Naomi Tutu Speaks Out for Malawi Women and Girls


This post comes from Naomi Tutu and Join My Village. Naomi Tutu is a long-time race and gender equality advocate and daughter of Archbishop Emeritus Desmond Tutu. She is serving as an ambassador for Join My Village, an online social change initiative that seeks to empower women and girls in the developing world through economic opportunity and access to education. Right now you can sign Join My Village’s pledge to support women and girls in Malawi, and $1 will go toward giving women and girls in Malawi access to education and opportunity.

Access to Education is One of the Most Powerful Opportunities We Can Offer

In late September, Dr. Wangari Maathai founder of the Green belt Movement in Kenya, died of cancer. Dr. Maathai was an activist, leader and Nobel Peace Prize winner. She was a woman who knew and taught the importance of protecting the natural environment, and of educating and empowering all members of our communities. Her passing was a major loss to people all over the world. It was a particular loss to the women of Africa, who considered her ours in a special way, and her achievements a reflection of who we can be in the world.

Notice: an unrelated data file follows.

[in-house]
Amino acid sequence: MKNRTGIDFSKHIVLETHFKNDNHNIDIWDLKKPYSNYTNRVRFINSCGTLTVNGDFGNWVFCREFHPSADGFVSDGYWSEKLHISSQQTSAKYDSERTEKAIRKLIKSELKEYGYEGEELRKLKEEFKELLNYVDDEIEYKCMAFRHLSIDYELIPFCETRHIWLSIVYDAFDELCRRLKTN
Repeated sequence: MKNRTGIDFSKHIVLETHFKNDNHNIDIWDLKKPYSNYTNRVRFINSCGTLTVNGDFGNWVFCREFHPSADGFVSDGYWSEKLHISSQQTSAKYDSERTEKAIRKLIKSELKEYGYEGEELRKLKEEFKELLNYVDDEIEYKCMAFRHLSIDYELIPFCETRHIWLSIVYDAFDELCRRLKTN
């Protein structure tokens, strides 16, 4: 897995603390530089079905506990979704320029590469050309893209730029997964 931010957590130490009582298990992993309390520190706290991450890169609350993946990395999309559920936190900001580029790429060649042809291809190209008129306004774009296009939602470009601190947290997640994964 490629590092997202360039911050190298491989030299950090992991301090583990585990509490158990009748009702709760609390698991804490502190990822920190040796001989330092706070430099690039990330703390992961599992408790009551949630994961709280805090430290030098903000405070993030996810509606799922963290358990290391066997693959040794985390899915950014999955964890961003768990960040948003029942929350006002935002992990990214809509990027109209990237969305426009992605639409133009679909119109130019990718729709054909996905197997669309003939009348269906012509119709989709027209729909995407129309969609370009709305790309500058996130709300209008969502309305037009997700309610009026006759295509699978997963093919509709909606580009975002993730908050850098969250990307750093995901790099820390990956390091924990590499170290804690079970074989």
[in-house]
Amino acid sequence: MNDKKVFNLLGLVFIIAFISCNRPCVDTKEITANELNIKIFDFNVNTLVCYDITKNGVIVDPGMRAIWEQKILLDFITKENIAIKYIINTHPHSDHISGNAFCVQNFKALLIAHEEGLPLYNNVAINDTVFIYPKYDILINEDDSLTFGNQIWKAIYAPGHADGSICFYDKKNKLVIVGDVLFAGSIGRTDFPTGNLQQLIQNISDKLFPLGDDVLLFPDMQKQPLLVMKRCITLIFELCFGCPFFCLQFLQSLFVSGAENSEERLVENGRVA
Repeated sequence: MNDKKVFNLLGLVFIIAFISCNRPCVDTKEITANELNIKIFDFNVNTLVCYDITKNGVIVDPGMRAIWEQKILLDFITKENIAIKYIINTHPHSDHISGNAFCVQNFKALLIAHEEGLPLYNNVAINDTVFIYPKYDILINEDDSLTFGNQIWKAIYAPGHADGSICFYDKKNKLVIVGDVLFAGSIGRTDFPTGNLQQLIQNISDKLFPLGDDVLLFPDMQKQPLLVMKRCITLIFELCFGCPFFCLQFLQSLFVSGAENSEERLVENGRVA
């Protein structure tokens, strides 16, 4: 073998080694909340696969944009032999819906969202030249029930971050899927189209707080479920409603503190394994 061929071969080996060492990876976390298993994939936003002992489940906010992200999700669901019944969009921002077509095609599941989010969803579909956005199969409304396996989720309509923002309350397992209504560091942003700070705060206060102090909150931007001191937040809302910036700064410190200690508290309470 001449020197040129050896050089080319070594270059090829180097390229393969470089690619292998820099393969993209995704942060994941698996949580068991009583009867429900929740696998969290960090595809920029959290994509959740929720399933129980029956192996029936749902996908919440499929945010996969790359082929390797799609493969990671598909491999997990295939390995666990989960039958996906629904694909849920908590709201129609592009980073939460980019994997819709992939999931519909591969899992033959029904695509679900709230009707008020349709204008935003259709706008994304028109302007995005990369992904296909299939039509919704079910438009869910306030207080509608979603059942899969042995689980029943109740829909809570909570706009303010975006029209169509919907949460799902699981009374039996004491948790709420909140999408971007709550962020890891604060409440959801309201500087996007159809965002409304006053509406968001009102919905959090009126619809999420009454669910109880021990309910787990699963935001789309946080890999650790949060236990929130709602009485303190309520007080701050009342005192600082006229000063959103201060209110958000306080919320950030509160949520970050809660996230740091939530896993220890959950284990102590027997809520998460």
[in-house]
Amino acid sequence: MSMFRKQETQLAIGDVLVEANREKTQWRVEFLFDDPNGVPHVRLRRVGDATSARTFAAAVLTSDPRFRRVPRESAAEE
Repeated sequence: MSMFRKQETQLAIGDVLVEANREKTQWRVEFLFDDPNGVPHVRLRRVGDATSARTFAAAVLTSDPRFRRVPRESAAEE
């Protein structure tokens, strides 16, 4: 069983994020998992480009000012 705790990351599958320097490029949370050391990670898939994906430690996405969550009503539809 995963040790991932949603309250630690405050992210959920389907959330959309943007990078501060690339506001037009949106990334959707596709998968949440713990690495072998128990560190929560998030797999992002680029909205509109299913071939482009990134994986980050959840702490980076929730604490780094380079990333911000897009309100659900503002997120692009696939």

Just as we were mourning the loss of one of our brightest and best came the news that three women would share the 2011 Nobel Peace Prize. Two of the three, Ellen Johnson Sirleaf and Leymah Gbowee are from Liberia, and have each played important roles in the move in that country from years of civil war to democracy.

Johnson Sirleaf was elected President in the first truly democratic election in that country and therefore became the first woman to lead an African country. Gbowee was a founder of the inter-faith women’s movement that brought an end to the civil war through peaceful protest. Again, people all over the world celebrated the honor, but it holds a special importance to African women. We see in the recognition of these women a recognition of the courage and dignity of women of Africa.

Each of these three women of Africa place their access to education as central to who they became. They all speak of the empowerment they received along with the academic subjects they were taught. They each place access to education as one of the most important rights we can give to the children of Africa.

As the Nobel Peace Committee stated in giving this year’s prize:

We cannot achieve democracy and lasting peace in the world unless women obtain the same opportunities as men to influence developments at all levels of society.

Access to education is one of the most powerful opportunities we can offer girls. It might be that none of the girls who receive an education through the work of Join My Village receives a Nobel Peace Prize. There might not be a future president of a country among them. But even if there is neither of those, we know that by virtue of the education they receive they will be empowered to change their families and communities for the better. And maybe, just maybe, there is a young Wangari, Ellen or Leymah being educated right now through your generosity.

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